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Going Paperless: Using Evernote at Home and with Family

This is part 4 of my set of categorization posts which collects my Going Paperless articles into various categories to make them easier to find in the context of a given topic. And today’s topic is using Evernote to go paperless at home and with the family. As before, there may be some overlap with other categories, as some articles don’t fit neatly into just one box. They are listed beginning with the most recent articles.

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Fall Day, Soup Day

Yesterday was the first really fall-like day we’ve had this year. Sunny but cool and windy. It was a day off for me. I’ve been working hard on a software rollout project at the day job. This weekend was supposed to be a rollout weekend, but it was postponed thank in large part to flaws in the software that we uncovered and that the vendor now has to go and fix.

So I spent my day yesterday trying to relax and not be frustrated over the fact that our hard work is now delayed. Kelly took the kids out for the day, and I lazed around the house. I watched a movie. And I made soup.

The cold weather, coupled by a scene of cold weather in the movie, made me crave soup. I decided to make my Apple, Ale & Cheddar soup, but knowing that Kelly prefers a healthier soup, I also made a sweet potato soup for her. I went to the grocery store to stock up on what I needed, and then spent an hour or so in the afternoon preparing and cooking the soups.

Soups

They both came out really good. I had 3 bowls of my Apple, Ale & Cheddar soup after I made it, and I brought some for lunch with me today. I picked up a loaf of sourdough bread at the store and had that with the soup. It was fantastic. When Kelly and the kids got home last night, I had their soup all warmed up for them.

It was chilly again this morning, and the house was cold, so I finally turned on the heat this morning. I tend to see how far we go into fall before the heat gets turned on.  This year, we made it a month.

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Going Paperless: 14 Productivity Articles for Evernote

In part 3 of my set of categorization posts, I collect 14 Going Paperless articles I’ve written that relate directly to productivity. As with the other index posts, this one lists the articles beginning with the most recent. There may be some overlap as some of the articles fall into more than one category.

Next, I’ll have an index of posts for using Evernote around the house and family.

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Response Times, Rejectomancy, and Other Excuses to Avoid Writing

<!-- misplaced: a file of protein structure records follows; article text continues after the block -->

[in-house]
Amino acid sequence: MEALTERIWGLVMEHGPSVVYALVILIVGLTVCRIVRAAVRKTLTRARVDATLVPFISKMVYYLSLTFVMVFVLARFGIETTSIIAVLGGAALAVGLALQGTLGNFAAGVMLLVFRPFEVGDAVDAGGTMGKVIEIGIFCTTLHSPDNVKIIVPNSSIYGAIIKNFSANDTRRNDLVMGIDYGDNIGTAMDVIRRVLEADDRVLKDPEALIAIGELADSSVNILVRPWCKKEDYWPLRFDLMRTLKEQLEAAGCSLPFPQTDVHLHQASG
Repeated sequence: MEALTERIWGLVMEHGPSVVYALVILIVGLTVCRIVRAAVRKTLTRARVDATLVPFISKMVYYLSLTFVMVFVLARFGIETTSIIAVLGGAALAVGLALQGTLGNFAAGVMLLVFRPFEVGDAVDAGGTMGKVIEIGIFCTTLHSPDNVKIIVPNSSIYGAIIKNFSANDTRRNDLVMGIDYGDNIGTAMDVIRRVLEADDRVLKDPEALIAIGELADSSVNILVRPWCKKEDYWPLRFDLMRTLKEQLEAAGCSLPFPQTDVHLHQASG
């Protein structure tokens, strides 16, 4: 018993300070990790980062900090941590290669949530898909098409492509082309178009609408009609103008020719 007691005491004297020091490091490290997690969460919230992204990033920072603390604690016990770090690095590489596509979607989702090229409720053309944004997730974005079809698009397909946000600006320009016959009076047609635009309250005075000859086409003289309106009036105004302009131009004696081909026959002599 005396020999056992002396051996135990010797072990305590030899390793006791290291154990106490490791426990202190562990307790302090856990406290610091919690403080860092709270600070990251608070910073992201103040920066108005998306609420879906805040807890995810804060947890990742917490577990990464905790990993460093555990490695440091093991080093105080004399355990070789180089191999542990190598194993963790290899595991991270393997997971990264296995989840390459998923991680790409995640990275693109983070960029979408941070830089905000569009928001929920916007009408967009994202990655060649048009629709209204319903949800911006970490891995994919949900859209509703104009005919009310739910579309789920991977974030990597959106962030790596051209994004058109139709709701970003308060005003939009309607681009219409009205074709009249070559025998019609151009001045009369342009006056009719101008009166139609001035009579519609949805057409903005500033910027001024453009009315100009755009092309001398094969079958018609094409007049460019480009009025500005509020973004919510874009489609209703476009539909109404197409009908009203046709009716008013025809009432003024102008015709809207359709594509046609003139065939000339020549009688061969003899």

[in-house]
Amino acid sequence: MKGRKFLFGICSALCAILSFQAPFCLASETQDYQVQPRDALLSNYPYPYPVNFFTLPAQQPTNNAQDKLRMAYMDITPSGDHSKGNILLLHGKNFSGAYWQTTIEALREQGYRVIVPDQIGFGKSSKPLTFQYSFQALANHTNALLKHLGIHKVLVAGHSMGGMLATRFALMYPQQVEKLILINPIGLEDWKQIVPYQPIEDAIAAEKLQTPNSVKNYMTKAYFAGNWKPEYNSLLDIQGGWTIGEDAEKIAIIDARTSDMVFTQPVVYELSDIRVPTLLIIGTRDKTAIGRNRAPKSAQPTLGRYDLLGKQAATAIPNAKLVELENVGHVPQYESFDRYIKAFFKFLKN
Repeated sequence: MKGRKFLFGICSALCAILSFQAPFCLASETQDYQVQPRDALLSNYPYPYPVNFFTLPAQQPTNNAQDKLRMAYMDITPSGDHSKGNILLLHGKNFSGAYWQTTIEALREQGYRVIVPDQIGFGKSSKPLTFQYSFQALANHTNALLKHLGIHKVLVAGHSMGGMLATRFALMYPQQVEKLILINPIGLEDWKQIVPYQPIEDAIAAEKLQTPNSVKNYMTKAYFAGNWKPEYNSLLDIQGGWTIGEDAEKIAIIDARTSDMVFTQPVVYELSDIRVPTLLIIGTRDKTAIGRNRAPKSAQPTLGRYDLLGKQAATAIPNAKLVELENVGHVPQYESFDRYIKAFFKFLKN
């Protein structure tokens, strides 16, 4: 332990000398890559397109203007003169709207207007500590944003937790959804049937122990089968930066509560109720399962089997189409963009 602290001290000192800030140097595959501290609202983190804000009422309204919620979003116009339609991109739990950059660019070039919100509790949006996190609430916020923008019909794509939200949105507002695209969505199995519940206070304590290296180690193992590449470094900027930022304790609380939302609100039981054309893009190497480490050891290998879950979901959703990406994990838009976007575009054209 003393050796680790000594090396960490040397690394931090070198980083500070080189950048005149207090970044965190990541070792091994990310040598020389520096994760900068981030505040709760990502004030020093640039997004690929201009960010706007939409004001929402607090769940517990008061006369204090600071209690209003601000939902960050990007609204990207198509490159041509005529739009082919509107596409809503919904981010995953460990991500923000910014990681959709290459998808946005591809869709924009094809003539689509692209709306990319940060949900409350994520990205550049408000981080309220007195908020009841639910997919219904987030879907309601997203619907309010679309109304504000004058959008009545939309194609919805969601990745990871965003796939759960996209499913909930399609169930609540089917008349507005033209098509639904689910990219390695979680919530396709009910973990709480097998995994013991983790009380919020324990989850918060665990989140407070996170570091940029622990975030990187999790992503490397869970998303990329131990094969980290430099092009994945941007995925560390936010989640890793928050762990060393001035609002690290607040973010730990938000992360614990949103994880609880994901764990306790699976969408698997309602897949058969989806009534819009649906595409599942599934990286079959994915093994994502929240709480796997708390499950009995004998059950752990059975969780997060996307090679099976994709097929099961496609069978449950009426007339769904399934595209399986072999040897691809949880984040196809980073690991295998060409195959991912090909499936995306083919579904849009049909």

Back in my early days as a writer, I used to spend waste time pouring over entries in the Writer’s Marketplace (this was before the Internet) to see how long it took a magazine to respond. I would carefully track all of my submissions, and then spend time calculating average response times. And when I got rejection slips, I’d ponder over the meaning of every word trying to find some hint of meaning in an otherwise bland form letter.

I don’t do this any more. Part of the reason is that I now better understand the markets to which I submit today. Part of the reason is because the majority of my writing these days is solicited. And part of the reason is that if I want to spend my time writing, I can’t afford to spend it pondering over the meaning of a word on a rejection slip.

Response times

As a data junkie, and quantified selfer, you’d think I’d be really into the measurements that surround the submission and publication process. And perhaps, in a loose way, I am. I track all of my submissions in a Google Spreadsheet (a template of which is freely available to anyone who wants to use it). But I find that these day, I don’t spend much time looking at the data, or putting it to significant use. In part, I think that’s because I’ve learned there really isn’t much that I can control in the process, and data is most helpful for things which we have control over.

Some of this comes from experience. Let’s say that a magazine’s average response time, according to my data, is 33 days. I submit a story to them. What is the point of checking on the story any time before 33 days? Given that the average response is 33 days, I’m kind of wasting my time expecting something before then. If I get a response sooner, great. But instead of checking and worrying and wondering if my story has been received and read, I feel like my energy is better spent working the next story.

After 33 days has past, then what? Well, what can I really do about it? An editor will get to my story when they get to it. That 33 days is just an average. Trying to guess when the response will come in seems needlessly worrisome to me today. What if the story hits 66 days? Well, I’ve probably written two or three other items during that time, maybe more if I’m not constantly worrying about the ones out on submission.